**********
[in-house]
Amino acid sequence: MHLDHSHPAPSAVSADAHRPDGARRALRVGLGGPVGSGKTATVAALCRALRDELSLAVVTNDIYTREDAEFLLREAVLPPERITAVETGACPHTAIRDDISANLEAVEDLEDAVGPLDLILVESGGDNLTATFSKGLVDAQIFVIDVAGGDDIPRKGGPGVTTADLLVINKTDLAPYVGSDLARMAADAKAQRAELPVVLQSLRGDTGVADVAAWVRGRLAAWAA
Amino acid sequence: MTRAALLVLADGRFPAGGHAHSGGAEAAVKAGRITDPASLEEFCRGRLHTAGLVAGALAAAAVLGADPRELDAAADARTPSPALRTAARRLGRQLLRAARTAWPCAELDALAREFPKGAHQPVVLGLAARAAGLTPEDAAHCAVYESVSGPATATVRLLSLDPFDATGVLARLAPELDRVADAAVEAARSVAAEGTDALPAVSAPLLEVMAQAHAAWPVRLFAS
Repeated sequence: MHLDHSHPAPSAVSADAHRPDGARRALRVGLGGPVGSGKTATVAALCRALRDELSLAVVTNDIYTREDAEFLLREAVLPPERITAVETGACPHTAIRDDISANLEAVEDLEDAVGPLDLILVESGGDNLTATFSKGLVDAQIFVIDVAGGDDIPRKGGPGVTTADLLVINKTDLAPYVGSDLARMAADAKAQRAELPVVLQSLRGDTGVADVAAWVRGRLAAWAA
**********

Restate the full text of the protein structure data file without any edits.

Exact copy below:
[in-house]
Amino acid sequence: MHLDHSHPAPSAVSADAHRPDGARRALRVGLGGPVGSGKTATVAALCRALRDELSLAVVTNDIYTREDAEFLLREAVLPPERITAVETGACPHTAIRDDISANLEAVEDLEDAVGPLDLILVESGGDNLTATFSKGLVDAQIFVIDVAGGDDIPRKGGPGVTTADLLVINKTDLAPYVGSDLARMAADAKAQRAELPVVLQSLRGDTGVADVAAWVRGRLAAWAA
Amino acid sequence: MTRAALLVLADGRFPAGGHAHSGGAEAAVKAGRITDPASLEEFCRGRLHTAGLVAGALAAAAVLGADPRELDAAADARTPSPALRTAARRLGRQLLRAARTAWPCAELDALAREFPKGAHQPVVLGLAARAAGLTPEDAAHCAVYESVSGPATATVRLLSLDPFDATGVLARLAPELDRVADAAVEAARSVAAEGTDALPAVSAPLLEVMAQAHAAWPVRLFAS
Repeated sequence: MHLDHSHPAPSAVSADAHRPDGARRALRVGLGGPVGSGKTATVAALCRALRDELSLAVVTNDIYTREDAEFLLREAVLPPERITAVETGACPHTAIRDDISANLEAVEDLEDAVGPLDLILVESGGDNLTATFSKGLVDAQIFVIDVAGGDDIPRKGGPGVTTADLLVINKTDLAPYVGSDLARMAADAKAQRAELPVVLQSLRGDTGVADVAAWVRGRLAAWAA